Black lives matter. Today and every day. The injustices we are currently fighting should not even need to be a topic of discussion. The murder of George Floyd is a human rights issue, just like the murders of Tony McDade, Ahmaud Arbery, Breonna Taylor, Tamir Rice, Eric Garner, Freddie Gray, Philando Castile, Sandra Bland, Trayvon Martin, Michael Brown—and so, so, so many others.
I want to be clear that this goes far beyond police brutality. We are fighting against the racism that runs rampant in our country—and all over the world. There is so much to be said on this issue. There is so much for white people to learn about racism and what the black community experiences. There are so many resources that need to be shared. I’ve done my best to put everything together here, in one comprehensive space. I will continue to update with new information, so please share anything you think needs to be added.
Not being racist is not enough. We need to be actively anti-racist.
- First and foremost we need to listen to the black community. Listen to their stories, listen to what they want and need from people, listen to how they want to move forward…Listen. It is not our job to tell black people how to feel or the best way to protest or the best action items for how to get justice. It is our job to listen—and then support.
- We need to speak out, not over. While it’s important to speak about racial issues, often times white voices drown out the voices of the black community. Use your voice when it’s needed, like when you’re with your racist family members or other white people.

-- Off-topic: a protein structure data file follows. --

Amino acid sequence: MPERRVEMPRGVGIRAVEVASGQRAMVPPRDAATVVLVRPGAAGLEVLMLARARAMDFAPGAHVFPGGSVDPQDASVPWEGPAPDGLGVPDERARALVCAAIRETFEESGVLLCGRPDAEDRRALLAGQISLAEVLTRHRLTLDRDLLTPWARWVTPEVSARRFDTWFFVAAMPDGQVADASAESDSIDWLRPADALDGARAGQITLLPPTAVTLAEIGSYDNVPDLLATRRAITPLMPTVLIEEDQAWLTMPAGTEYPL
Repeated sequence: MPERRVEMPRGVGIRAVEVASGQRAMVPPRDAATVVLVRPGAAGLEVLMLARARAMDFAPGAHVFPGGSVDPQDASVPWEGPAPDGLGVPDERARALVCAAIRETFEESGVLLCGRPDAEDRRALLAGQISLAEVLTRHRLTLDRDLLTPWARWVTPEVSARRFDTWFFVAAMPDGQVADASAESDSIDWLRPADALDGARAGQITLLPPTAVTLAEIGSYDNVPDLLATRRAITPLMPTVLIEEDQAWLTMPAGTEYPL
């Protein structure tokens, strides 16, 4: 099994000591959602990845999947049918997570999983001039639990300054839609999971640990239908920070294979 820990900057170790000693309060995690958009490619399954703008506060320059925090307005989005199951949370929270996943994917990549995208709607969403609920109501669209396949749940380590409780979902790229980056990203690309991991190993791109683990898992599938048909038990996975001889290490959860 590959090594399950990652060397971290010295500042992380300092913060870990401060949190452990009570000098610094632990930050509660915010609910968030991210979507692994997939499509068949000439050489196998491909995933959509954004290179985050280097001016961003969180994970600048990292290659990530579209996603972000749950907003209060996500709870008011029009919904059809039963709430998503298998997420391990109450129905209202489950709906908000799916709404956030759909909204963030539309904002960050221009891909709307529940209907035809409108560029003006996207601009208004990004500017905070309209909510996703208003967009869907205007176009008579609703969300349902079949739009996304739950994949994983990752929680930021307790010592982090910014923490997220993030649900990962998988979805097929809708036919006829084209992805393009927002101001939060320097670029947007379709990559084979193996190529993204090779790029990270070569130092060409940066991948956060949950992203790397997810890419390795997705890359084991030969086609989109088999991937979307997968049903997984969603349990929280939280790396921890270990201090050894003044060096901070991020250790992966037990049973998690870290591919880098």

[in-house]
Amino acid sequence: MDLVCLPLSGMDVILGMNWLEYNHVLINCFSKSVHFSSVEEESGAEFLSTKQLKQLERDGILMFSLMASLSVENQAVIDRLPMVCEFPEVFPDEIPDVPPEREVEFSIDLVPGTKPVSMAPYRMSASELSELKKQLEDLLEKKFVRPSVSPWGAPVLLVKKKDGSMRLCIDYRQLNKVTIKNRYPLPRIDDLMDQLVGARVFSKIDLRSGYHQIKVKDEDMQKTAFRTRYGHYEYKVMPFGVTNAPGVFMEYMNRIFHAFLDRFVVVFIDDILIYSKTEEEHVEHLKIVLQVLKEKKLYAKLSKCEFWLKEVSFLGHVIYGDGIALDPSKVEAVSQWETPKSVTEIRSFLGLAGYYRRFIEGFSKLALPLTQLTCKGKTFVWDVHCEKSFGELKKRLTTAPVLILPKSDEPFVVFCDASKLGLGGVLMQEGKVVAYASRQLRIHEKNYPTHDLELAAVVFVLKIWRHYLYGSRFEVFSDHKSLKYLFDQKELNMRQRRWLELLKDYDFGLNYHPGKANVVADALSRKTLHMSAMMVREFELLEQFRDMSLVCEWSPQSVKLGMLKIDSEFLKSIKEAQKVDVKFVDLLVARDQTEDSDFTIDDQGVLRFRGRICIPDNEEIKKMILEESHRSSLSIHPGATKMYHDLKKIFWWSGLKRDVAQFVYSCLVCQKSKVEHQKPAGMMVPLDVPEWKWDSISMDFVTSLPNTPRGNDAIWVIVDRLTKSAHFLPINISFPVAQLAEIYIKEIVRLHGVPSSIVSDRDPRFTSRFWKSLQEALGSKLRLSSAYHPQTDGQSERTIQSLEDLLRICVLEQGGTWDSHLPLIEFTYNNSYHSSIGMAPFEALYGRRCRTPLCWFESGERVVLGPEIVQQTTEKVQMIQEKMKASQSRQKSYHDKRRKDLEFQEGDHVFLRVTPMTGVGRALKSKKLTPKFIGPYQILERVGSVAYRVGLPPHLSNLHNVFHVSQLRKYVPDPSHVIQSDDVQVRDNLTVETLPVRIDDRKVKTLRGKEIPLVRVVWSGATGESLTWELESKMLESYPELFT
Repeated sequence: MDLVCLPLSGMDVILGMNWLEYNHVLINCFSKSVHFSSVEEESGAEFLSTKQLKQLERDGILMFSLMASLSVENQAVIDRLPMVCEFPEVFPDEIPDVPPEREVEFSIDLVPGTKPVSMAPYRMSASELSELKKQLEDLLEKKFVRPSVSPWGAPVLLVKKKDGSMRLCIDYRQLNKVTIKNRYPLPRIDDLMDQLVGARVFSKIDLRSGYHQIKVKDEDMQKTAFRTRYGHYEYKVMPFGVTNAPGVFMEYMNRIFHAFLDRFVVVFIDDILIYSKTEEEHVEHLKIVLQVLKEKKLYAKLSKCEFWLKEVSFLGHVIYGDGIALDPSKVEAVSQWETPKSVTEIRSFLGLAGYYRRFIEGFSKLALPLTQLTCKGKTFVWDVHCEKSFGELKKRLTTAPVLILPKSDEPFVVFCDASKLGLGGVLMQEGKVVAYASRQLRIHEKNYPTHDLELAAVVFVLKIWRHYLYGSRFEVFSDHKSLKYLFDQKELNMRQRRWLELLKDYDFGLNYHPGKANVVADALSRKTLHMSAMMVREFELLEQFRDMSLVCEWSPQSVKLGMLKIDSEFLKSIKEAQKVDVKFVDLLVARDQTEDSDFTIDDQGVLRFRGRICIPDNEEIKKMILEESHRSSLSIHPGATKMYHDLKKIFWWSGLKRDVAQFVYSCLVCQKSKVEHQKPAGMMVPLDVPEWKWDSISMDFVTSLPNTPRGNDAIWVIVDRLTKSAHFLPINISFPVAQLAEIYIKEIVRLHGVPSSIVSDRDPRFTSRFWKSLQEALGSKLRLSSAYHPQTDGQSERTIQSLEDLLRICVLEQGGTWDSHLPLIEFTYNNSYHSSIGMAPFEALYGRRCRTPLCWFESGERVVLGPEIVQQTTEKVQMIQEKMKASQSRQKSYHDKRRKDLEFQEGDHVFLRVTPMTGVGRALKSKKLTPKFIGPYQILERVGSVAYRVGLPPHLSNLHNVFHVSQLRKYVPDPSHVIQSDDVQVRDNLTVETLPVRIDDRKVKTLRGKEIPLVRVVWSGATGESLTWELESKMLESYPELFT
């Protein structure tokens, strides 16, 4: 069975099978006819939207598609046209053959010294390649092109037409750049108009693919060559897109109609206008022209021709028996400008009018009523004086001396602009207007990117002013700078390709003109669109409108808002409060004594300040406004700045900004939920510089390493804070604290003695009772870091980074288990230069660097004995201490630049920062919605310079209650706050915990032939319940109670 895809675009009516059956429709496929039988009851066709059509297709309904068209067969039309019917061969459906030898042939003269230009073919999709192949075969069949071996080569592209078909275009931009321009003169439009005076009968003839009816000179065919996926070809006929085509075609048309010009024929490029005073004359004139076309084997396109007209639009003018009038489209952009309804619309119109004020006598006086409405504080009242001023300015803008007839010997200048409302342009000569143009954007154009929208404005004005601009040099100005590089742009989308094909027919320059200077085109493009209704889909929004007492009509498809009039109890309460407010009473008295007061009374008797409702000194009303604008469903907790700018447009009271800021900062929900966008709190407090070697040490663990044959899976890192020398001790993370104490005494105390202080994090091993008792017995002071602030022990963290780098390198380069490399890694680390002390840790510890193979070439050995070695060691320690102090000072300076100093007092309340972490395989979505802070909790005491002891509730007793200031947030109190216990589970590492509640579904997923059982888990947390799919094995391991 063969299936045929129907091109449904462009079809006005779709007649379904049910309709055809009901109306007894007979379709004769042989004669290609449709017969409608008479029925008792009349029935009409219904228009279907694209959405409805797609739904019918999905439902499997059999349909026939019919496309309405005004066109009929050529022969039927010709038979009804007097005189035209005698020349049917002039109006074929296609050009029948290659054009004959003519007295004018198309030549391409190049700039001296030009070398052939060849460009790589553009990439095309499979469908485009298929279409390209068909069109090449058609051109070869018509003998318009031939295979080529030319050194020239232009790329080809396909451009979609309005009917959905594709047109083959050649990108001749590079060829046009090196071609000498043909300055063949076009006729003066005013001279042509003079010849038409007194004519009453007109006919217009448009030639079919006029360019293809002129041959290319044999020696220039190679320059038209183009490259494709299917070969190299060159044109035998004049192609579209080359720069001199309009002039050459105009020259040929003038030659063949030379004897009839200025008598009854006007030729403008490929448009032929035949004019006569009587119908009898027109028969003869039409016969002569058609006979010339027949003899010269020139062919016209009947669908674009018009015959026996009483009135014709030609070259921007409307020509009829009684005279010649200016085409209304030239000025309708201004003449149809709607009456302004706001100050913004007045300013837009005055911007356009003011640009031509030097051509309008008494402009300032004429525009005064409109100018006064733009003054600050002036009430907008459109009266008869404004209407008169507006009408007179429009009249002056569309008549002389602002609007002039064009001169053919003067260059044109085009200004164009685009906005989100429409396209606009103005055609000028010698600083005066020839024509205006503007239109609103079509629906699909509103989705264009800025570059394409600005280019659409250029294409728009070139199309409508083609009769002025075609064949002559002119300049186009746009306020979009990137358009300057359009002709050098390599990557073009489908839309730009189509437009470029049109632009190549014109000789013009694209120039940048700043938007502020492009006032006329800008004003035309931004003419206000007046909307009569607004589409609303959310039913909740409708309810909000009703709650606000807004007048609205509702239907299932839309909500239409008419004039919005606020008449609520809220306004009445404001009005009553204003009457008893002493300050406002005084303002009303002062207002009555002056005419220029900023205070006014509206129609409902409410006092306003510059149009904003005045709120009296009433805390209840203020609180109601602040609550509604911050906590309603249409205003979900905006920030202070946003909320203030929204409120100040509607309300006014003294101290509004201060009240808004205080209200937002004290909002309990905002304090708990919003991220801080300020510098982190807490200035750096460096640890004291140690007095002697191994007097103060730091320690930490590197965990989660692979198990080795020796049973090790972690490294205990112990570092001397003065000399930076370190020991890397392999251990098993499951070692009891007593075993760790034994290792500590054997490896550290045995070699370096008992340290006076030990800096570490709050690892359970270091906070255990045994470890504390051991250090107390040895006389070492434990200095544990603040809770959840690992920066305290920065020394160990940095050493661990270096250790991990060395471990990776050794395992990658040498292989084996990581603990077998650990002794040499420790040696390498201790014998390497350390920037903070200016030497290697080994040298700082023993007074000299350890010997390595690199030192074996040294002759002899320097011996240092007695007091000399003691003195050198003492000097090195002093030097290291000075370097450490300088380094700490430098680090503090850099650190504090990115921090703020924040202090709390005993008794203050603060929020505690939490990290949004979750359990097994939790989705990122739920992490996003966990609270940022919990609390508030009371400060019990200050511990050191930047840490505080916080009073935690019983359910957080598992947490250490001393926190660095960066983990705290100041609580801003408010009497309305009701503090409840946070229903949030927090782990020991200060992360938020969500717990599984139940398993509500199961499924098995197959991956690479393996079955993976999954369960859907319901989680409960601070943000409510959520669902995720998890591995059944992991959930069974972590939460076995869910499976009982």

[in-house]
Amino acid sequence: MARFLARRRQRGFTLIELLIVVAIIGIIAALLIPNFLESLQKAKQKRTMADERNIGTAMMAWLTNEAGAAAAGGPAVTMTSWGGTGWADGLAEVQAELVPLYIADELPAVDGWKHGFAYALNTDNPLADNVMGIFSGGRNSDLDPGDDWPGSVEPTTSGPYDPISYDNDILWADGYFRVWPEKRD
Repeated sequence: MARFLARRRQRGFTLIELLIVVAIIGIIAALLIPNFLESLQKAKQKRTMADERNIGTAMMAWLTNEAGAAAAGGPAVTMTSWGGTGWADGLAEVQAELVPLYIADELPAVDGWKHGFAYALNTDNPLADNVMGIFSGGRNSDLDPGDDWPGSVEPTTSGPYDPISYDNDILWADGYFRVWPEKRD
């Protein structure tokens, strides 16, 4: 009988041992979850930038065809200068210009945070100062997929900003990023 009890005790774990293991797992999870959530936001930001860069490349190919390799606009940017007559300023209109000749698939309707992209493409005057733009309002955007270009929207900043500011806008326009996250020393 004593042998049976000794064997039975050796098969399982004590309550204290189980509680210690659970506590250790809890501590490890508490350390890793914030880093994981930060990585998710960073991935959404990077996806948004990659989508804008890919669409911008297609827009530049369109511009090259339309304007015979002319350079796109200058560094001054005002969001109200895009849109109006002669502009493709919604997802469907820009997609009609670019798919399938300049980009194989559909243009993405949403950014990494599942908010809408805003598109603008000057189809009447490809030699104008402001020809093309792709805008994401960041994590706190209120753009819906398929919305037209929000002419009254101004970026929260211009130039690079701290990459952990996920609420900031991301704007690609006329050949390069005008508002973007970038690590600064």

- Use your privilege. We are obligated to put our white privilege to good use. Spend your time and money and do something. Donate to victims’ families. Show up to protests. Physically place yourself between a black person and a cop if there’s an altercation. Actions speak louder than words. Using your privilege means you have to do more than say “Black lives matter” and move on. That is not enough—that’s performative activism and does not achieve anything.
- Learn about the realities of racism in America today. There is systematic racism, overt racism, and covert racism. Research the myriad of ways the black community is impacted each and every day and over time. And it’s not their job to teach you—educate yourself.
- Continue your support. It’s not okay to be up in arms about Black Lives Matter only when there are protests or widespread rage. This is something you need to advocate for and support long after the outrage has died down.
- Stop sharing traumatic content online. The video of both George Floyd’s and Ahmaud Arbery’s murders went viral which was critical in getting them arrested. However, it’s insensitive and dehumanizing, so it’s better to avoid sharing these photos and videos.
- When you’re posing about BLM and racial injustices, please, please, please, stop making it about yourself. I’ve seen so many white influencers posting statements starting off with “I haven’t been able to find the words…” or “This has been a really tough couple of days,” etc. If you’re white, you need to stop making this about you. Don’t add in your personal experiences or try to relate—now is not the time and it takes away from the severity of the issue.
There is plenty more you can do as a white person to fight for racial justice. Contact elected officials to express concerns over current instances of racial injustice. Volunteer with local organizations to help first-hand. Show up to marches and protests. Work with your local Black Lives Matter group. Donate to appropriate organizations. Support politicians who fight for people of color.
- Recognize that this not solely about George Floyd’s murder. This is pent-up anger and frustration due to the countless cases of police brutality, mass incarceration, a racist criminal justice system, no reparations, and much, much more. This is anger from a long history of voices going unheard.
- Stop saying things like “violence isn’t the answer” or “looting and rioting isn’t going to achieve anything.” It’s not our job as white people to act as referees and police black people on how to respond in this situation. Also, you must be forgetting all of the times rioting did achieve results. The Boston Tea Party, Stonewall, and the Kent State Riots are just a few examples.